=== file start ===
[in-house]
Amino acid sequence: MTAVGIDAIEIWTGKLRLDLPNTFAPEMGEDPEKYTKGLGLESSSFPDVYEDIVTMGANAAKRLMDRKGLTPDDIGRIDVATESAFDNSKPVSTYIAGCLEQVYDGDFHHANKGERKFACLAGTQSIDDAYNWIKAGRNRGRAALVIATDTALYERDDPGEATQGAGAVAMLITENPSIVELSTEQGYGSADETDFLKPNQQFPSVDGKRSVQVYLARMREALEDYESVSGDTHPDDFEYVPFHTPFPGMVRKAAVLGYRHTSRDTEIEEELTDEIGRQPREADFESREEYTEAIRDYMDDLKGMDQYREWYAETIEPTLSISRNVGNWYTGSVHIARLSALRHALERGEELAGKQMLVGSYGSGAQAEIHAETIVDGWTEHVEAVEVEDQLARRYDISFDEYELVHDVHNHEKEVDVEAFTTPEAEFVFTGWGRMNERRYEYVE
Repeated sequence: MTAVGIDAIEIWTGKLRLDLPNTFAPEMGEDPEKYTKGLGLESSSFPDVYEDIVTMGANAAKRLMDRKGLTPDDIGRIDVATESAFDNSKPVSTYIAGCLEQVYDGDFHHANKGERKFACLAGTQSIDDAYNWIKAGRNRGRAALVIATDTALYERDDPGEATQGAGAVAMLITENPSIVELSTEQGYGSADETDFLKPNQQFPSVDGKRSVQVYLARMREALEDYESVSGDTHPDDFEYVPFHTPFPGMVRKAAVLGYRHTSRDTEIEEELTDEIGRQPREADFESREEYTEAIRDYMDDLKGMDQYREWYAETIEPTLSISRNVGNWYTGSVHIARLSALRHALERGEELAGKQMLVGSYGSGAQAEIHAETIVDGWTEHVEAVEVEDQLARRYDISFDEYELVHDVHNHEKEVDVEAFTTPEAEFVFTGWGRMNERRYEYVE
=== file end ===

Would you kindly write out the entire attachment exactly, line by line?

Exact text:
[in-house]
Amino acid sequence: MTAVGIDAIEIWTGKLRLDLPNTFAPEMGEDPEKYTKGLGLESSSFPDVYEDIVTMGANAAKRLMDRKGLTPDDIGRIDVATESAFDNSKPVSTYIAGCLEQVYDGDFHHANKGERKFACLAGTQSIDDAYNWIKAGRNRGRAALVIATDTALYERDDPGEATQGAGAVAMLITENPSIVELSTEQGYGSADETDFLKPNQQFPSVDGKRSVQVYLARMREALEDYESVSGDTHPDDFEYVPFHTPFPGMVRKAAVLGYRHTSRDTEIEEELTDEIGRQPREADFESREEYTEAIRDYMDDLKGMDQYREWYAETIEPTLSISRNVGNWYTGSVHIARLSALRHALERGEELAGKQMLVGSYGSGAQAEIHAETIVDGWTEHVEAVEVEDQLARRYDISFDEYELVHDVHNHEKEVDVEAFTTPEAEFVFTGWGRMNERRYEYVE
Repeated sequence: MTAVGIDAIEIWTGKLRLDLPNTFAPEMGEDPEKYTKGLGLESSSFPDVYEDIVTMGANAAKRLMDRKGLTPDDIGRIDVATESAFDNSKPVSTYIAGCLEQVYDGDFHHANKGERKFACLAGTQSIDDAYNWIKAGRNRGRAALVIATDTALYERDDPGEATQGAGAVAMLITENPSIVELSTEQGYGSADETDFLKPNQQFPSVDGKRSVQVYLARMREALEDYESVSGDTHPDDFEYVPFHTPFPGMVRKAAVLGYRHTSRDTEIEEELTDEIGRQPREADFESREEYTEAIRDYMDDLKGMDQYREWYAETIEPTLSISRNVGNWYTGSVHIARLSALRHALERGEELAGKQMLVGSYGSGAQAEIHAETIVDGWTEHVEAVEVEDQLARRYDISFDEYELVHDVHNHEKEVDVEAFTTPEAEFVFTGWGRMNERRYEYVE